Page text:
rainy season this year

梅雨。rainy season.

梅雨真っ只中。We’re in the middle of the rainy season here.

紫陽花が見頃を迎えています。Hydrangea are in full bloom in the rainy season.
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今朝も天気がはっきりしないね。念の為、傘を持って行こうか。(100均で買ったモンステラが2年でこんなにも大きくなりました。生長し過ぎたので幾つかに株分けして水にさしています)The weather is unsettled again today.I’ll take an umbrella just in case. 

「はい、どらみの傘♡」家からモンステラの葉を1つ持ってきたよ。穴が空きまくりだけど。「Here are your umbrella♡」 I brought  this leaf from home.

となりのトトロっぽい感じ。My Neighbor Totoro-ish.

この後天気は回復。曇りのち晴れの予報通り、結局雨は降りませんでした。The weather has changed for the better.As had been forecast(fine after cloudy),It didn’t rain after all.

Photo @ladzinski / A long exposure extenuating rapidly rising clouds and quickly changing weather at high altitude on #MountKilimanjaro in Tanzania, Africa’s tallest mountain. Only 3° south of the equator, Kilimanjaro has stable weather most of the year, minus the rainy season seen here, which is unusual for a mountain this size. Climbing this mountain passes you through 5 distinct ecosystems, endemic flora and unbelievable views, it’s a must do if you ever get the chance! @3stringsproductions by natgeo

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ここのところ雨ばっかりで退屈。早く梅雨が明けないかなぁ。てるてる坊主がきっと叶えてくれるよね。「明日天気になぁ~れ!」It has been raining a lot lately, and I’m bored. I want the rainy season over soon.Teru teru bōzu is a hand-made doll which supposedly brings sunshine. “I hope to be sunny tomorrow!”

Another BillDip because I’m a trash hahahaha

I’m actually having an art block right now, I have no idea what to draw ugh! (I also hate summer because  I don’t like the heat. I mean, I live in a tropical country and it’s almost hot all year round, even in the rainy season!)

So got any drawing  ideas? Because I swear my brain isn’t functioning properly…

Also, thank you for the 200+ followers! Wew, I didn’t even expect reaching 50, let alone 200 so thank you, thank you, thank you guys so much! You guys are awesome! 

August 28, 2016 - Blue-naped Mousebird or Blue-naped Coly (Urocolius macrourus)

Found in eastern and central Africa, these mousebirds are fairly common in captivity. They eat mostly fruits, along with some leaves, stems, flowers, buds, and berries. They breed throughout the year with regional peaks around the rainy season. Named for their rodent-like way of moving, the mousebirds are a unique family of birds with several distinctive physical features. These include the ability to rotate all four of their toes to face forward and their widely spaced legs, which lead to their habits of perching by hanging from a branch rather than sitting on top of it and often grasping a separate branch with each foot.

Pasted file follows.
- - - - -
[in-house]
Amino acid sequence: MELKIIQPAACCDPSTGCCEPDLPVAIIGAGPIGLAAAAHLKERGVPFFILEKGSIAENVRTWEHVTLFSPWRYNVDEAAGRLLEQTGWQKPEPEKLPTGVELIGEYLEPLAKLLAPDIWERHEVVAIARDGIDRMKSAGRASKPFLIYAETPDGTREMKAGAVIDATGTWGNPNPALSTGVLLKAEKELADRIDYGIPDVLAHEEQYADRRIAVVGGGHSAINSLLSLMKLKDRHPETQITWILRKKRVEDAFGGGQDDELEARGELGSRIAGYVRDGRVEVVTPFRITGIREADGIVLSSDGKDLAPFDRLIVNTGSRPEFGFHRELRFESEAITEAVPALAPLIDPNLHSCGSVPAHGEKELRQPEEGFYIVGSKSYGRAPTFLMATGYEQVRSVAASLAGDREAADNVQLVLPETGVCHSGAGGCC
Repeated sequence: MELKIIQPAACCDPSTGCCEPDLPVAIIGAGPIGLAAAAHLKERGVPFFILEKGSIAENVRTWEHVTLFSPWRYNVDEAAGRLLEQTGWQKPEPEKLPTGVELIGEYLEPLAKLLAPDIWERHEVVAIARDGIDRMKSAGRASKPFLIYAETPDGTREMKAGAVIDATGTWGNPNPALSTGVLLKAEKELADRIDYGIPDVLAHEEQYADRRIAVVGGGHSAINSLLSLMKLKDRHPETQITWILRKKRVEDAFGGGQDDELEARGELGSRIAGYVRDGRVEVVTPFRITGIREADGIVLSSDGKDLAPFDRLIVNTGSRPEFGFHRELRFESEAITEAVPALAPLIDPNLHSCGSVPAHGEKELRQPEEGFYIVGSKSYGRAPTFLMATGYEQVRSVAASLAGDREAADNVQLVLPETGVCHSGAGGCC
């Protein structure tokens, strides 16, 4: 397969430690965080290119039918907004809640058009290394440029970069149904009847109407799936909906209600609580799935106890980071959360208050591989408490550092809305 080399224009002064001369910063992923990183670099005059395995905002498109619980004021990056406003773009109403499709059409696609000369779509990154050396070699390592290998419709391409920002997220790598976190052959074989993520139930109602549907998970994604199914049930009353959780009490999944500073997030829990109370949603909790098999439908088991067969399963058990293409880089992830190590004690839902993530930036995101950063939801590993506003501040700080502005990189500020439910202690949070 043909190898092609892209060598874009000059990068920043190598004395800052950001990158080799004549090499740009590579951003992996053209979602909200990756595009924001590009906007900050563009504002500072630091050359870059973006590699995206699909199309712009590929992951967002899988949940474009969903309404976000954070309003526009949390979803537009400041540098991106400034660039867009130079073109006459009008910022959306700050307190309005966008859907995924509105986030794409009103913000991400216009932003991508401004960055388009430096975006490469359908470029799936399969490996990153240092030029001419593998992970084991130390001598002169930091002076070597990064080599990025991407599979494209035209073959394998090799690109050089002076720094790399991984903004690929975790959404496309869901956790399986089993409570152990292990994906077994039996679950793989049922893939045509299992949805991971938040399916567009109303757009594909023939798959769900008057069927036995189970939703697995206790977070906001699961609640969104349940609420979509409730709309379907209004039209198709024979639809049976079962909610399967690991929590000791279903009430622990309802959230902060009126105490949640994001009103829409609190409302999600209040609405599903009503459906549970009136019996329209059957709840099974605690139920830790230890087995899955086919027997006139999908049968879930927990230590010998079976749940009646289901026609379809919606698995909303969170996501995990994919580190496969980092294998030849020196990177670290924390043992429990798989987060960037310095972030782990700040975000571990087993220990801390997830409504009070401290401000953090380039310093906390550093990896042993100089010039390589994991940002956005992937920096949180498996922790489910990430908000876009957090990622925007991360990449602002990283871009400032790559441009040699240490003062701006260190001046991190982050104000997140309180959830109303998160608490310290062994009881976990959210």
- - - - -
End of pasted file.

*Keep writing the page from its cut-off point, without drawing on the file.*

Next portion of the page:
Weather altering charms have been outlawed by the International Confederation of Wizards since the early 1940s.  The practice was fairly common before being banned, the usual purpose being to ensure crops had enough rain or didn’t flood or freeze.  However, while effective in the short term, long term weather became increasingly unpredictable.  For example, while stopping or slowing the rain in the winter may seem like a good idea during a particularly rainy season, it may cause flooding later in the year or several years later, depending on the frequency and intensity of the spells.  Causing rain in the summer may induce a drought.  While it is possible that the effects may be mild, the resulting backlash will certainly be greater than what it originally would have been.  Ensuring sunny skies for an afternoon may only cause rainy skies for a week, but inducing rain weekly for years on end will have a much greater backlash.

The case that finally ended weather spells for good was the American Dust Bowl.  While it was true that Muggle farmers used incorrect farming methods to prevent wind erosion, it was wizards who caused the droughts in the first place.  Wizarding farmers in the area magically induced rains, sometimes up to weekly, to grow crops that would not generally grow on the American Prairie.  The combined effect of the spells gradually built up to the first drought in 1934.  Unfortunately, instead of letting the backlash run its course, wizards fought back with more weather charms, and were temporarily successful for the duration of 1935.  The same thing happened in 1936, and again in 1939.  Finally, in 1940, the Magical Congress of the United States of America (M.A.C.U.S.A) outlawed weather charms, and the droughts and dust storms finally died down.  Shortly after, the International Confederation of Wizards outlawed weather charms in all wizarding nations.

Ms. Nyx Bluestone, July 22nd, 2015